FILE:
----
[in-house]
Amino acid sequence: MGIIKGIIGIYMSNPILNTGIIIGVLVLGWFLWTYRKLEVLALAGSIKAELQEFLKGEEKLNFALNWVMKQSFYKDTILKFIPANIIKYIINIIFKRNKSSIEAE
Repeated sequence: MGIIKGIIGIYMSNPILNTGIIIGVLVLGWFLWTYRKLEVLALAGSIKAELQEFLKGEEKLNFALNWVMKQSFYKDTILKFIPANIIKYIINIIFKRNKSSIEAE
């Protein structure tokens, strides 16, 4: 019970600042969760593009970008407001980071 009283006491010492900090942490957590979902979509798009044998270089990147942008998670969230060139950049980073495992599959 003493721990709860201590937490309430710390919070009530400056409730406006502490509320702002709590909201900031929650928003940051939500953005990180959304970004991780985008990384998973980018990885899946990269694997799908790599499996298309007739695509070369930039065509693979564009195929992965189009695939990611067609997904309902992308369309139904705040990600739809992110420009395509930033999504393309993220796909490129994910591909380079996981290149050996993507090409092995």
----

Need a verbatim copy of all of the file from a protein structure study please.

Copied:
[in-house]
Amino acid sequence: MGIIKGIIGIYMSNPILNTGIIIGVLVLGWFLWTYRKLEVLALAGSIKAELQEFLKGEEKLNFALNWVMKQSFYKDTILKFIPANIIKYIINIIFKRNKSSIEAE
Repeated sequence: MGIIKGIIGIYMSNPILNTGIIIGVLVLGWFLWTYRKLEVLALAGSIKAELQEFLKGEEKLNFALNWVMKQSFYKDTILKFIPANIIKYIINIIFKRNKSSIEAE
């Protein structure tokens, strides 16, 4: 019970600042969760593009970008407001980071 009283006491010492900090942490957590979902979509798009044998270089990147942008998670969230060139950049980073495992599959 003493721990709860201590937490309430710390919070009530400056409730406006502490509320702002709590909201900031929650928003940051939500953005990180959304970004991780985008990384998973980018990885899946990269694997799908790599499996298309007739695509070369930039065509693979564009195929992965189009695939990611067609997904309902992308369309139904705040990600739809992110420009395509930033999504393309993220796909490129994910591909380079996981290149050996993507090409092995």